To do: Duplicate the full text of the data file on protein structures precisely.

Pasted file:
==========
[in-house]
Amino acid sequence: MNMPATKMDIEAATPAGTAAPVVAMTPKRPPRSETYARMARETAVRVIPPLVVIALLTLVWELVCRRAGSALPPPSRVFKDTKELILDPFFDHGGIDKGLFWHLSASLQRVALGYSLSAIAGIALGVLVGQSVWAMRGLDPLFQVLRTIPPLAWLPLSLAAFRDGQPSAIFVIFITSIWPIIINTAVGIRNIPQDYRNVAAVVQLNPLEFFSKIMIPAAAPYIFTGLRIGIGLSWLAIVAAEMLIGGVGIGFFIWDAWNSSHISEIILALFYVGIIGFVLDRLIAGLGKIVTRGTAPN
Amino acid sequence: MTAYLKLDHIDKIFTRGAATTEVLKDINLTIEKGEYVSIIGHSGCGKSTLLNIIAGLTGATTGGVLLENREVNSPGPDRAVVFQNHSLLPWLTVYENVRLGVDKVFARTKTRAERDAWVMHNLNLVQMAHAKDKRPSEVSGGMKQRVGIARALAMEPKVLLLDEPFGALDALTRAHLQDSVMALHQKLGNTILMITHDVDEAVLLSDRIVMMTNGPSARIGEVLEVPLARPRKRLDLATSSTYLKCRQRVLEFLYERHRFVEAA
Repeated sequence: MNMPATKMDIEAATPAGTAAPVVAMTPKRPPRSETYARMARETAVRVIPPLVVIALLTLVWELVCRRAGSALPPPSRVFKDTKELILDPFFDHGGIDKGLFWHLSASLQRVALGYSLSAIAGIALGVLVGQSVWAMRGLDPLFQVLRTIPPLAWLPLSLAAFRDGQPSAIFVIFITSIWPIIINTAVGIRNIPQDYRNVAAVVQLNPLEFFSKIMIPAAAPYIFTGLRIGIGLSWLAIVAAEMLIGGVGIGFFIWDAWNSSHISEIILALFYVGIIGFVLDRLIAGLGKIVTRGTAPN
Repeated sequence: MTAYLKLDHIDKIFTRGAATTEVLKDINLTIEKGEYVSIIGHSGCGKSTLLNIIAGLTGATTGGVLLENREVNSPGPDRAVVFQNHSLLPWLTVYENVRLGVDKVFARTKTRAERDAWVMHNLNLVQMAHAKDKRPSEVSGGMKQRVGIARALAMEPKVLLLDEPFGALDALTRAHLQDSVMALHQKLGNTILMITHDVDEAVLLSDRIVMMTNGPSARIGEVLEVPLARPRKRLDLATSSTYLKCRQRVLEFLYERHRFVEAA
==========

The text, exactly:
[in-house]
Amino acid sequence: MNMPATKMDIEAATPAGTAAPVVAMTPKRPPRSETYARMARETAVRVIPPLVVIALLTLVWELVCRRAGSALPPPSRVFKDTKELILDPFFDHGGIDKGLFWHLSASLQRVALGYSLSAIAGIALGVLVGQSVWAMRGLDPLFQVLRTIPPLAWLPLSLAAFRDGQPSAIFVIFITSIWPIIINTAVGIRNIPQDYRNVAAVVQLNPLEFFSKIMIPAAAPYIFTGLRIGIGLSWLAIVAAEMLIGGVGIGFFIWDAWNSSHISEIILALFYVGIIGFVLDRLIAGLGKIVTRGTAPN
Amino acid sequence: MTAYLKLDHIDKIFTRGAATTEVLKDINLTIEKGEYVSIIGHSGCGKSTLLNIIAGLTGATTGGVLLENREVNSPGPDRAVVFQNHSLLPWLTVYENVRLGVDKVFARTKTRAERDAWVMHNLNLVQMAHAKDKRPSEVSGGMKQRVGIARALAMEPKVLLLDEPFGALDALTRAHLQDSVMALHQKLGNTILMITHDVDEAVLLSDRIVMMTNGPSARIGEVLEVPLARPRKRLDLATSSTYLKCRQRVLEFLYERHRFVEAA
Repeated sequence: MNMPATKMDIEAATPAGTAAPVVAMTPKRPPRSETYARMARETAVRVIPPLVVIALLTLVWELVCRRAGSALPPPSRVFKDTKELILDPFFDHGGIDKGLFWHLSASLQRVALGYSLSAIAGIALGVLVGQSVWAMRGLDPLFQVLRTIPPLAWLPLSLAAFRDGQPSAIFVIFITSIWPIIINTAVGIRNIPQDYRNVAAVVQLNPLEFFSKIMIPAAAPYIFTGLRIGIGLSWLAIVAAEMLIGGVGIGFFIWDAWNSSHISEIILALFYVGIIGFVLDRLIAGLGKIVTRGTAPN
Repeated sequence: MTAYLKLDHIDKIFTRGAATTEVLKDINLTIEKGEYVSIIGHSGCGKSTLLNIIAGLTGATTGGVLLENREVNSPGPDRAVVFQNHSLLPWLTVYENVRLGVDKVFARTKTRAERDAWVMHNLNLVQMAHAKDKRPSEVSGGMKQRVGIARALAMEPKVLLLDEPFGALDALTRAHLQDSVMALHQKLGNTILMITHDVDEAVLLSDRIVMMTNGPSARIGEVLEVPLARPRKRLDLATSSTYLKCRQRVLEFLYERHRFVEAA